Archive for the ‘Mindfulness’ Category

VIDEO: EVERY RUNNER HAS A REASON   Leave a comment

Here is a cool inspirational video on what running is about for so many of us!

LEADERSHIP IN THE LEANING REST #9 – ROBERT NEEDHAM (NAVY SEAL) ON TEAM LEADERSHIP   Leave a comment

Today I would like to continue sharing with you more of my highlights and notes from Team Secrets of the Navy SEALs by Robert Needham (Navy SEAL).

Chapter 1 – Leading the Best (cont.)

1. “If an individual or a Team starts to lose focus, they must step back and review.” — Sometimes individuals or teams feel that they do not have time to step back and refocus. Of course, if you ask if they have more or less time to lose focus, go for a walk in the woods, fail and get miserable, re-focus time doesn’t look as costly as the alternative. That said, I’ve seen people and teams get into “locked up” mode and require a wake-up call to snap out of it.

2. “It is incumbent upon any group that desires true success to set an environment that allows and encourages communication.” I used to pride myself on being a submarine commander when it comes to communication: “If you don’t hear from me, everything is OK.” With time, I have really come to think that all things are possible with good communication. Just the social support provided in communicatin improves the resilience and chances of survival and success of people in tough situations. As I have heard so often said (to me) before: “Communicate, communicate, communicate.”

3. “You must honestly evaluate your own ability and communicate forthrightly about it — for your own good and for that of the Team. If everyone else is unaware of a weak link, they cannot repair it. Unnoticed, the weak link will break, costing money, time, and perhaps even lives.” — Thee’s a strategy called “Fake it ’til you make it!” for self-improvement, which involves acting like the person you want to be in order to become that person. It’s an effective approach. At the same time, trying to “fake out” others by posing or lying about knowledge or ability is misguided and a clear commitment to making disaster happen for self and others. The bigger person on a Team knows to be clear about limits, risks, and look for reality-checks and options from others.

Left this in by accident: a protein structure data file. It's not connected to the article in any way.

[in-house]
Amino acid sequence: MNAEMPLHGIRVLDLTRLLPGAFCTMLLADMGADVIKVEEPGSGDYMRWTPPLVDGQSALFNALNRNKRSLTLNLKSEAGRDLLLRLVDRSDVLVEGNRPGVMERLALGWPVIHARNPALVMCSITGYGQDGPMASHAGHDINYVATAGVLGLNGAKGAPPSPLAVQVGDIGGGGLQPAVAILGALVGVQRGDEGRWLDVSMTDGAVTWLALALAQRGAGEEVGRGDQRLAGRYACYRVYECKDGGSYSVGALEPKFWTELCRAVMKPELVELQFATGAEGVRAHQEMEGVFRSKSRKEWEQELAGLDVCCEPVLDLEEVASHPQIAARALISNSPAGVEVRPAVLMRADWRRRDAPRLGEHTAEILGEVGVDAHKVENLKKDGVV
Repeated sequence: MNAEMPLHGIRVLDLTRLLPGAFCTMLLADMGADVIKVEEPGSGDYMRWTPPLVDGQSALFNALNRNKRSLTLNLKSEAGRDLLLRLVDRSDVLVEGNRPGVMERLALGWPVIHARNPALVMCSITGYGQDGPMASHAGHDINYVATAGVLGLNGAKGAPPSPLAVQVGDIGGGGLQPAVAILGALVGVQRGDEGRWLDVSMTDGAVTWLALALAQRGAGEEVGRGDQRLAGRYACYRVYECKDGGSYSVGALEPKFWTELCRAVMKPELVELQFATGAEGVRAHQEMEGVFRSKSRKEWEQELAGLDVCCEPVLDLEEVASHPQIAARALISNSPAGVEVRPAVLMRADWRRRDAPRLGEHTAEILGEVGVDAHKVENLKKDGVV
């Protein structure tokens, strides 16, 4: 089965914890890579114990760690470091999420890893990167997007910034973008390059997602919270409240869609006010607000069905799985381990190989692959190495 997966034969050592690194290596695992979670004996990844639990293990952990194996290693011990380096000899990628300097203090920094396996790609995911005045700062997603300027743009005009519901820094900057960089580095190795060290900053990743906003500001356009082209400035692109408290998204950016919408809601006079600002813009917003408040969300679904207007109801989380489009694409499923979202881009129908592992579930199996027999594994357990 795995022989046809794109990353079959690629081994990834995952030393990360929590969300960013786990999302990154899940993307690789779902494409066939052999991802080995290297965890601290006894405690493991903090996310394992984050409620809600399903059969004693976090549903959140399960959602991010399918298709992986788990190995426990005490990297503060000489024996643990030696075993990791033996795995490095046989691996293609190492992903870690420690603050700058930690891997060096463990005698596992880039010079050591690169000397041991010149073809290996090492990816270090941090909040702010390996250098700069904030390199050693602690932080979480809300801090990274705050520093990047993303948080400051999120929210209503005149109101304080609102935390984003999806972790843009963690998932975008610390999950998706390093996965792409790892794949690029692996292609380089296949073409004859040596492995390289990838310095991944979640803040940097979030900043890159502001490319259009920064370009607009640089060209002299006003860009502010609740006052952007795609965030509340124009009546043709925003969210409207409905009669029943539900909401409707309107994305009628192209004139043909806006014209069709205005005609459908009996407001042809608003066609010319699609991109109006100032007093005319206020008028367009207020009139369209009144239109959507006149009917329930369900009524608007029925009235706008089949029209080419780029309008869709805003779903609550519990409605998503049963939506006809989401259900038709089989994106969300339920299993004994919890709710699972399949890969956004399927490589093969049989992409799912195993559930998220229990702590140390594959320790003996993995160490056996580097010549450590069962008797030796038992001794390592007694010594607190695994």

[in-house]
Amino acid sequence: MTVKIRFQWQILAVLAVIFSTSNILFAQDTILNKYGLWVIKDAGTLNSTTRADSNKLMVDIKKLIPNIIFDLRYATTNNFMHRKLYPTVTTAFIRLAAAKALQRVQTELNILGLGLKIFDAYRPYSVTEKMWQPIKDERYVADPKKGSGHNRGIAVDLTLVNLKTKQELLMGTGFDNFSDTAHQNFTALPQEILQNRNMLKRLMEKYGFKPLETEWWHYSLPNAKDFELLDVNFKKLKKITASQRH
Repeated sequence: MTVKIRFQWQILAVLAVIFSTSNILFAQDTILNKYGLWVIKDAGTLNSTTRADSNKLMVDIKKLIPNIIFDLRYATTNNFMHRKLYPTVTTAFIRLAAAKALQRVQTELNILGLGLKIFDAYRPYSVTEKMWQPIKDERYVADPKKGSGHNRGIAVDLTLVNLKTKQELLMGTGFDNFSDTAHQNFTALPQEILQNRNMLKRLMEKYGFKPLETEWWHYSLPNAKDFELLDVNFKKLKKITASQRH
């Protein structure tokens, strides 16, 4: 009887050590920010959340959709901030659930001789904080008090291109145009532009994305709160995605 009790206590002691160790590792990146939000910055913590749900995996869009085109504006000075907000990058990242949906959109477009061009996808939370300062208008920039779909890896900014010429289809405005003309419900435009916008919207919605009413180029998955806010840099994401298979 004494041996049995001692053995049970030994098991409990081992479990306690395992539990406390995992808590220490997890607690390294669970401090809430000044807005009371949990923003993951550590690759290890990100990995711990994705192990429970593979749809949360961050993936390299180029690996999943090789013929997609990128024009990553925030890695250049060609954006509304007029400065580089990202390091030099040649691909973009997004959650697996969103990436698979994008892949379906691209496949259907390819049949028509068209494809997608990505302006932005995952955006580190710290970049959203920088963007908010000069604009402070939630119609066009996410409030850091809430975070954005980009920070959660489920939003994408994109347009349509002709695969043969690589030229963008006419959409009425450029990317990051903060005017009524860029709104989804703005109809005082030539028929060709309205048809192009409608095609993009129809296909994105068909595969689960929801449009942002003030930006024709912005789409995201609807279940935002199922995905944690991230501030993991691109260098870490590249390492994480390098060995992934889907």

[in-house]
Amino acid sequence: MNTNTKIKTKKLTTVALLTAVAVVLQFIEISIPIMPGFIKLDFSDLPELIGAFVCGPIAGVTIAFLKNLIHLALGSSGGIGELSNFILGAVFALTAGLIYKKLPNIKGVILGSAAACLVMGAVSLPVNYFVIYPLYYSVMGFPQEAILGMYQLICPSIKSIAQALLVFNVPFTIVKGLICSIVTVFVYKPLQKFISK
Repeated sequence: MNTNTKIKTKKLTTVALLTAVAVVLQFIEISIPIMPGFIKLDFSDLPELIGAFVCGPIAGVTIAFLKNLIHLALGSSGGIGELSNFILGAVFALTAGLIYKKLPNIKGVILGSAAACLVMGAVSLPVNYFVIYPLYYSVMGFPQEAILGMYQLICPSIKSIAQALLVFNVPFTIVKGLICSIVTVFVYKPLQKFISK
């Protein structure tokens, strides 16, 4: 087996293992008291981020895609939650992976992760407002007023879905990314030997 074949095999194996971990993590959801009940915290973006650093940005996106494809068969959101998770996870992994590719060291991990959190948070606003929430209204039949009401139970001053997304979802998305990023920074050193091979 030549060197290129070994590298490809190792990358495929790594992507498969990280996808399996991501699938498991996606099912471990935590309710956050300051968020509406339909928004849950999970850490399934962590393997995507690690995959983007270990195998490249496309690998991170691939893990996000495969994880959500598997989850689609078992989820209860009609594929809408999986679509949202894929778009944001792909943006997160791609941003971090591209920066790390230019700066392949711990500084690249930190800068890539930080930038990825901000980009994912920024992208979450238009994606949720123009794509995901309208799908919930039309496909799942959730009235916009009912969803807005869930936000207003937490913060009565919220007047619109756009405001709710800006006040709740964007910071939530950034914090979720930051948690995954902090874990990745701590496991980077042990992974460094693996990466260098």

4. “Wat’s important to the SEAL TEAm is important to any team of professionals inbusiness: Stay informed, stay alert, and stay alive.” — Yep!

5. “It is imperative that you stress [to your team] that no issue will be addressed unless the author also includes a viable solution.” — Major General Ronald Bailey (USMC) imposes the same requirement onhis team. You don’t get to complain or bring up a problem without a number of possible solutions. This makes sense if you want to see firsthand descriptions of problems always accompanied by firsthand proposals for solutions. If you’re not there, you really end up counting on the person who is closest to the problem to ascertain a best probable solution. Makes sense!

6. “Challenge yur team to think outside the box, brainstorm, and create. Give them the responsibility and the latitude to be creative.” — Innovation, adaptation and improvement require creativity. It is an invaluable resource asset for any team. Take care of it!

7. “If you can find humor in a bad situation and joke about it, you will have a better chance of salvaging your attitude and coming out on top.” — Humor puts things in perspective, and opens up space for creative thinking and problem-solving. In addition, laughter activates physiological processes that reduce stress and the distracting, demoralizing and fatiguing effects of stress. Use humor like a medicine and a weapon!